QUESTION: I have been appointed receiver in a case involving contentious litigation over a business. The defendant has appealed my order of appointment. The defendant has also repeatedly violated the injunction issued along with my appointing order and has refused to turn over or account for receivership property. Because of the defendant’s conduct, at my request, the court issued an order to show cause why the defendant should not be held in contempt. Given the defendant’s conduct, is there an argument that his appeal should be dismissed because he has refused to comply with the lower court’s orders?
ANSWER: Yes. Indeed, two very recent cases, one from the California Court of Appeal and the other from a bankruptcy court in Washington, both discuss the “disentitlement doctrine,” which provides that an appellate court has the inherent power to dismiss an appeal by a party who refuses to comply with a lower court order. In the state court case, Stoltenberg v. Ampton Investments, Inc., et al., 215 Cal App 4th 1225 (2013), an individual and a corporate defendant appealed a California judgment but did not post a bond to stay enforcement of the judgment. The plaintiff obtained a sister state judgment in New York and served the defendants with a subpoena seeking financial information. The defendants did not comply with either the subpoena or a later court order compelling them to respond, and the trial court in New York held the defendants in contempt. Because of the defendants’ non-compliance with and contempt of the New York orders, the plaintiffs filed a motion to dismiss the defendants’ appeal. The court of appeal held that it had the inherent power, under the disentitlement doctrine, to dismiss an appeal by a party that refuses to comply with a lower court order. It also held that no formal judgment of contempt is required. An appellate court may dismiss an appeal where there has been willful disobedience of a lower court’s orders or obstructive tactics. The court stated that the basis for this inherent power is that a “party to an action cannot, with right or reason, ask the aid and assistance of a court in hearing his demands while he stands in an attitude of contempt to legal orders and processes of this state.” The court also held that the fact that the orders being violated were issued by a New York court did not matter because it was trying to enforce a judgment from California and, even if it were not, the New York orders should be given full faith and credit and treated no different than ones entered in California. The court finally noted that the disentitlement doctrine has been applied in a number of cases in which a judgment debtor seeks to frustrate or obstruct legitimate efforts to enforce a judgment, including receivership actions.
In the bankruptcy case, In Re Mastro, __ B.R. __, 2013 WL 623097 (W.D. Wash. 2013), the debtors appealed the involuntary bankruptcy filed against them. In the case, the bankruptcy court had ordered the debtors to turn over two large diamond rings, but they refused to do so. They were ordered to pay a monetary sanction and again ordered to turn over the rings and refused to comply. The court issued an order to show cause why sanctions, including incarceration, should not be imposed, and the debtors continue to defy the court. They refused to appear at scheduled hearings and refused to turn over the rings. The court ultimately issued bench warrants for their arrest and they fled. They were later arrested with 200 pieces of jewelry, including the two rings, and were indicted for bankruptcy fraud and money laundering. The trustee moved to dismiss the debtors’ appeal of the involuntary based on the fugitive disentitlement doctrine, which provides that a fugitive should not be able to exploit judicial resources to his or her advantage in one matter while scoffing at them in another. The doctrine has been expanded to bar fugitives from seeking relief as plaintiffs in civil suits, concluding that disentitlement in criminal cases “should apply with greater force in civil cases where an individual’s liberty is not at stake.” The court held that the bench warrants issued by the bankruptcy court and the indictment stemmed from the debtors’ attempt to escape the bankruptcy judgments and that the defendants’ blatant disregard for the authority of the judicial system rendered them ineligible to pursue an appeal from the orders they were flouting.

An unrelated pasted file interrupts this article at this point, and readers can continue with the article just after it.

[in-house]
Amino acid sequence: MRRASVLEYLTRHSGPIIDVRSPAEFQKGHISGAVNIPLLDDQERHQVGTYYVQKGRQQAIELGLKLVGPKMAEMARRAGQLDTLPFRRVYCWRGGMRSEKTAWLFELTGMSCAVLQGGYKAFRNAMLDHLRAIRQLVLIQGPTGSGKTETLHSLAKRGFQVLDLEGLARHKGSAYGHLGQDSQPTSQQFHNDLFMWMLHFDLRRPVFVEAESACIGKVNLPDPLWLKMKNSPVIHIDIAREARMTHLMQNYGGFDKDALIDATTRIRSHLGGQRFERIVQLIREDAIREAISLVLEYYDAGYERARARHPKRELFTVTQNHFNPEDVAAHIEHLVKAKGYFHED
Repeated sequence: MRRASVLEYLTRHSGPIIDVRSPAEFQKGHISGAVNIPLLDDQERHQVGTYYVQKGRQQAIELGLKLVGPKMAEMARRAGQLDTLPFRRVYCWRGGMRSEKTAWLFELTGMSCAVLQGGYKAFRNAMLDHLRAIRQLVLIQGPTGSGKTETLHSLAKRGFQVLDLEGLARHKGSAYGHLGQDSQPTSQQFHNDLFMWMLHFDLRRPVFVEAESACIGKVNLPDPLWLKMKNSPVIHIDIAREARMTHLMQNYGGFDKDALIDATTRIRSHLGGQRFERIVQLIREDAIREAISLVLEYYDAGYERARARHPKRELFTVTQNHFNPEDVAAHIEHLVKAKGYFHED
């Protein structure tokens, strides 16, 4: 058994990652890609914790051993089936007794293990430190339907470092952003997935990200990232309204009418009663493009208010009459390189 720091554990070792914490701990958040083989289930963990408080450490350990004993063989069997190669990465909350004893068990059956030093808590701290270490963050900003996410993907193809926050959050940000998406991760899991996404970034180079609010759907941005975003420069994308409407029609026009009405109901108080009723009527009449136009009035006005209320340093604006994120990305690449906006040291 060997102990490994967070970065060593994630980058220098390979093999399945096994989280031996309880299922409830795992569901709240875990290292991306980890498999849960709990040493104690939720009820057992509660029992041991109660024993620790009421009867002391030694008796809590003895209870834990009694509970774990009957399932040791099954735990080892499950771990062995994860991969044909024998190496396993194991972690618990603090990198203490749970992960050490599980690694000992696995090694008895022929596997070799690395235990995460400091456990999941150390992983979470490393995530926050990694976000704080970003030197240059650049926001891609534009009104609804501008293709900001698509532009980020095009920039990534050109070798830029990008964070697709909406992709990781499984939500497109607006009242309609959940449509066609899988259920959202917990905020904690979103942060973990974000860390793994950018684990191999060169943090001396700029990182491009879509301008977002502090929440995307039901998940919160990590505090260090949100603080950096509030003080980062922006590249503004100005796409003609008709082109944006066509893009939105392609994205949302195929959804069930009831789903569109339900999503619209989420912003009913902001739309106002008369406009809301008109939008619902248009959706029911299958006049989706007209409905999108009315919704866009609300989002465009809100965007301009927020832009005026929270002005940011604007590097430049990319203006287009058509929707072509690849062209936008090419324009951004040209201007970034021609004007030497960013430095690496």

As indicated, the disentitlement doctrine has come up in a few receivership cases. In Tobin v. Cacaus, 128 Cal. App. 2d 588 (1954), a receiver was appointed to take over certain of the appellant’s assets, and a judgment debtor exam for the appellant was scheduled. The appellant failed to appear at the examination, and a bench warrant issued for his arrest. The respondent moved to dismiss the appeal because, as of the time of the motion, the appellant had not surrendered on the warrant or otherwise satisfied the demand of the trial court for his appearance. Based on these facts, the court dismissed the appeal. See also Alioto Fish Company Ltd. v. Alioto, 27 Cal. App. 4th 1669 (1994) (ordering funds to be turned over to court-appointed receiver in protracted litigation where defendants failed to do so). The court subsequently granted a motion by the receiver to compel compliance and set sanctions. It later found that the defendants had willfully violated numerous provisions of the receivership order. The court of appeal dismissed the appeal of the order appointing the receiver based on the disentitlement doctrine. In dismissing the appeal the court noted “[a]lthough the power to stay or dismiss an appeal is typically exercised when a litigant is formerly adjudicated in contempt of court, the same principal applies to willful disobedience or obstructive tactics without such an adjudication.” Id. at 1683.